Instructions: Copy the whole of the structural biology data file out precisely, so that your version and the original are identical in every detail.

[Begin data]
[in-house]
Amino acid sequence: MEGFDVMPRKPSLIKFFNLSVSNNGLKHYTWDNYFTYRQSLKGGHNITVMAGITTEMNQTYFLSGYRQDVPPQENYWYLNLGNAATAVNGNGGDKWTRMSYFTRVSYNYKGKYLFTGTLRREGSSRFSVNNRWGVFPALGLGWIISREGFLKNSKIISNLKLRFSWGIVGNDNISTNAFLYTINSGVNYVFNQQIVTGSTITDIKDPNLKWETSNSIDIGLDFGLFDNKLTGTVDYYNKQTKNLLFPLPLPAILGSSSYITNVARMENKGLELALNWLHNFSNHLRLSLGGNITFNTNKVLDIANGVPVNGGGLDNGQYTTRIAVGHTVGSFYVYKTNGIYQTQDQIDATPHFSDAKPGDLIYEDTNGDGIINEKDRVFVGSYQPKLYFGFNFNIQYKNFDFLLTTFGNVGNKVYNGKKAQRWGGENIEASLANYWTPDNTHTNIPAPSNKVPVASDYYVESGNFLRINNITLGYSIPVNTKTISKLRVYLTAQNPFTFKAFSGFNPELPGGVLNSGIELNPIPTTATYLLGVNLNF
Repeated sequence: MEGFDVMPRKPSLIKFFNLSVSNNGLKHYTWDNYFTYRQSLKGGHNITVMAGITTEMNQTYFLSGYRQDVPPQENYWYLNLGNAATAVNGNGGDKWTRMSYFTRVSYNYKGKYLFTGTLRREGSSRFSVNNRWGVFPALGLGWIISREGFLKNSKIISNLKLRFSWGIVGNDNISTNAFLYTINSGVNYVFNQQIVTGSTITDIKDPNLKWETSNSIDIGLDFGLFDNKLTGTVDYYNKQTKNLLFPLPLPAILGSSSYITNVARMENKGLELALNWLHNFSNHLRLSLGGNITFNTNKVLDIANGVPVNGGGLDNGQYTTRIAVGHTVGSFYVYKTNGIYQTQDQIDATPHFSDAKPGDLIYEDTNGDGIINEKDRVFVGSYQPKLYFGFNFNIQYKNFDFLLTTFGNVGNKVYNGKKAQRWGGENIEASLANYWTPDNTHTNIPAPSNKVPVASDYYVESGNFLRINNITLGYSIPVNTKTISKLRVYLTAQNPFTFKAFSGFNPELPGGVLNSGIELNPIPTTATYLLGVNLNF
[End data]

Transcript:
[in-house]
Amino acid sequence: MEGFDVMPRKPSLIKFFNLSVSNNGLKHYTWDNYFTYRQSLKGGHNITVMAGITTEMNQTYFLSGYRQDVPPQENYWYLNLGNAATAVNGNGGDKWTRMSYFTRVSYNYKGKYLFTGTLRREGSSRFSVNNRWGVFPALGLGWIISREGFLKNSKIISNLKLRFSWGIVGNDNISTNAFLYTINSGVNYVFNQQIVTGSTITDIKDPNLKWETSNSIDIGLDFGLFDNKLTGTVDYYNKQTKNLLFPLPLPAILGSSSYITNVARMENKGLELALNWLHNFSNHLRLSLGGNITFNTNKVLDIANGVPVNGGGLDNGQYTTRIAVGHTVGSFYVYKTNGIYQTQDQIDATPHFSDAKPGDLIYEDTNGDGIINEKDRVFVGSYQPKLYFGFNFNIQYKNFDFLLTTFGNVGNKVYNGKKAQRWGGENIEASLANYWTPDNTHTNIPAPSNKVPVASDYYVESGNFLRINNITLGYSIPVNTKTISKLRVYLTAQNPFTFKAFSGFNPELPGGVLNSGIELNPIPTTATYLLGVNLNF
Repeated sequence: MEGFDVMPRKPSLIKFFNLSVSNNGLKHYTWDNYFTYRQSLKGGHNITVMAGITTEMNQTYFLSGYRQDVPPQENYWYLNLGNAATAVNGNGGDKWTRMSYFTRVSYNYKGKYLFTGTLRREGSSRFSVNNRWGVFPALGLGWIISREGFLKNSKIISNLKLRFSWGIVGNDNISTNAFLYTINSGVNYVFNQQIVTGSTITDIKDPNLKWETSNSIDIGLDFGLFDNKLTGTVDYYNKQTKNLLFPLPLPAILGSSSYITNVARMENKGLELALNWLHNFSNHLRLSLGGNITFNTNKVLDIANGVPVNGGGLDNGQYTTRIAVGHTVGSFYVYKTNGIYQTQDQIDATPHFSDAKPGDLIYEDTNGDGIINEKDRVFVGSYQPKLYFGFNFNIQYKNFDFLLTTFGNVGNKVYNGKKAQRWGGENIEASLANYWTPDNTHTNIPAPSNKVPVASDYYVESGNFLRINNITLGYSIPVNTKTISKLRVYLTAQNPFTFKAFSGFNPELPGGVLNSGIELNPIPTTATYLLGVNLNF